The door opened slowly. Five pistols, clutched in wavering hands, pointed at the opening. Five pairs of eyes watched it expectantly.
Edging out came the bulky form of Rachel, metal legs scraping on the floor. Her neck was being held by a besuited, musclebound thug with a scar running down one cheek. Behind them came another man whose hands seemed to have crystals of ice forming on them.
“Keep back,” ordered the thug gruffly, “or the robot gets it.”
Three of the five facility guards looked as though they were going to open fire anyway. Agent Price, standing at the end of the line, grunted meaningfully. The guns were lowered slowly, but all eyes remained fixed on the face of Rachel’s captor.
Amadeus exited the room after them. Price gave him a questioning look.
“The Source is safe,” Amadeus reassured him, “but they got Rachel. We need to let them go.”
“Please don’t let them hurt me,” Rachel said. Her voice, as usual, was devoid of all feeling.
The thug and his companion continued to edge down the corridor. Rachel went with them, arms by her side.
“Where’s the Director?” Amadeus asked eventually, “She’s usually pretty concerned when someone tries to steal from her.”
Price shrugged. Telling where the Director was at any given moment was pretty difficult.
“I haven’t had any contact from her,” he said after a while, “so it seems like I’m in charge.”
“Okay boss-man,” said Bryony, one of the new guards and a thorn in Price’s side since the day she’d joined, “if you are the one calling the shots now, why the hell aren’t we doing our job?”
“Because they have a hostage,” Price had always known giving the guards guns was a mistake. They tended to get a little trigger-happy.
“So what?” Bryony put her head to one side, “you’re bullet proof aren’t you rust-bucket?”
“I am,” Rachel said, hesitating, “but I don’t want to see what happens if my head is snapped off. My neck tendons are quite fragile.”
Bryony stepped closer to Price and whispered to him.
“Come on,” she said, “how much does the Director even care about that thing anyway?”
Price shook his head. The problem was that she honestly had a point. The Director was big on cutting your losses when the going got tough. Rachel was an nice oddity but nothing more. The Director was the kind of person who didn’t get easily attached to people. He found it difficult to reconcile himself with this sort of thing, however.
“I’m sorry,” Rachel interrupted his thoughts, “what did you say?”
“What?” Bryony looked up at her.
“You called me a ‘thing’,” Rachel said, “I find that quite hurtful.”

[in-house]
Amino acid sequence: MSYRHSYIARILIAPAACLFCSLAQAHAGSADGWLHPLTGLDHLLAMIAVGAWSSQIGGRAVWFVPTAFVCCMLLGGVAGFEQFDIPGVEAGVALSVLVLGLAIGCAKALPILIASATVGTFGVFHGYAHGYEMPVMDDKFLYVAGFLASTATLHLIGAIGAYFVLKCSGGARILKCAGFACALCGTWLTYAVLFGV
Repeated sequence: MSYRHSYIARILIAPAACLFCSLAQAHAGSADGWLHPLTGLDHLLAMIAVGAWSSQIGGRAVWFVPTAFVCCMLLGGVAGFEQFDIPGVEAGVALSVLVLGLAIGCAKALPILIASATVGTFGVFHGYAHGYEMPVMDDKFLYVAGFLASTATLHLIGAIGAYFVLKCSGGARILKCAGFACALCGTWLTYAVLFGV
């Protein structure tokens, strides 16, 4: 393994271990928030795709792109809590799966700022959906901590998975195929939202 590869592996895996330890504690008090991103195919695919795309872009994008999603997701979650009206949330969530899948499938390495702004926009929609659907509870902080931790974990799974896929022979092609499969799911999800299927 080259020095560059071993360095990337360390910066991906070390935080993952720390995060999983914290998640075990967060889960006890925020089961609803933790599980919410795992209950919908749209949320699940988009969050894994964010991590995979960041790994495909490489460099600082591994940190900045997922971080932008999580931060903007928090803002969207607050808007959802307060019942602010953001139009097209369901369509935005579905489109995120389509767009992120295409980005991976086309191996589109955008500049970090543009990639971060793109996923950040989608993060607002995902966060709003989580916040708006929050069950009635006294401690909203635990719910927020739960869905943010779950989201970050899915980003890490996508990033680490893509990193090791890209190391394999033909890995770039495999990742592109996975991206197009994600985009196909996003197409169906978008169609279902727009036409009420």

“It doesn’t sound like it,” Bryony replied.
“I can’t help the fact that my voice does not convey emotion as effectively as yours.”
The scar-faced man who held Rachel’s neck growled and told her to shut up. She stopped talking, but her eyes followed Bryony as they receded down the corridor away from them.
“That thing gives me the creeps,” Bryony shivered when they were out of earshot, “should we follow them?”
“Carefully,” Price nodded, “keep your distance, guns down. If a single shot is fired whoever shoots it will have me to answer to me, alright?”
The others all nodded and mumbled their assent and they moved off after the hostage takers, slowly and carefully. Amadeus had already gone on ahead of them. Price watched his back suspiciously. The movements of the kid were too confident, almost like he knew something they didn’t. He always seemed to.
Something about this whole thing seemed off. First the voice over the intercom, which had sounded weird, and now this. How had they even managed to get their hands on Rachel in the first place? Presumably they’d taken her as insurance before entering the room with the Source. How they’d known the Director had either the Source or Rachel was a mystery, since they were supposed to be secrets. They must have insider information of some kind. Price couldn’t help but glance at Bryony. She was reckless and rebellious, sure, but he couldn’t actually imagine her betraying them. Besides, from what he’d heard she was no fan of super-humans.
They’d reached the stairs up to the higher levels of the facility. Rachel stepped up them, her muscular captor ahead of her, grasping her neck and walking backwards. The man with the frosty hands looked as though he’d rather have Rachel between him and the people with guns behind him like his colleague. He kept on glancing back nervously and readjusting his tie.
Amadeus mounted the steps cautiously, careful not to make any sudden moves. Price jogged to keep up with him and came alongside when they were half way up.
“How do we think they got in?” He asked, glancing at Amadeus out of the corner of his eye.
“I think someone must have allowed them to enter,” Amadeus replied, keeping his eyes fixed on the back of the man in front, “we may well have a mole in the organisation.”
“You think it dug up through the floor?” Said someone behind him. There was a ripple of sniggers. Price rolled his eyes. The entrance examinations weren’t rigorous, you just had to be able to shoot a gun and unwilling to ask many questions about what you had to shoot it at.
They reached the top of the stairs and continued down the corridor, doors on either side of them branching off to different areas of the building. They were a few rooms away from freedom for the would-be thieves. Price could feel the others behind him growing impatient. They hadn’t seen any action since they’d signed up and their trigger-fingers were itching.
Stepping through a door the burly man sped up, escape in sight, forcing Rachel into a noisy shuffling half-run, feet screeching against the ground. They came to the exit, opened it and stepped out into the outside world.
All eyes turned. The Director dashed into view from behind. She pointed an accusatory finger at Amadeus.
“What the hell do you think you’re doing?”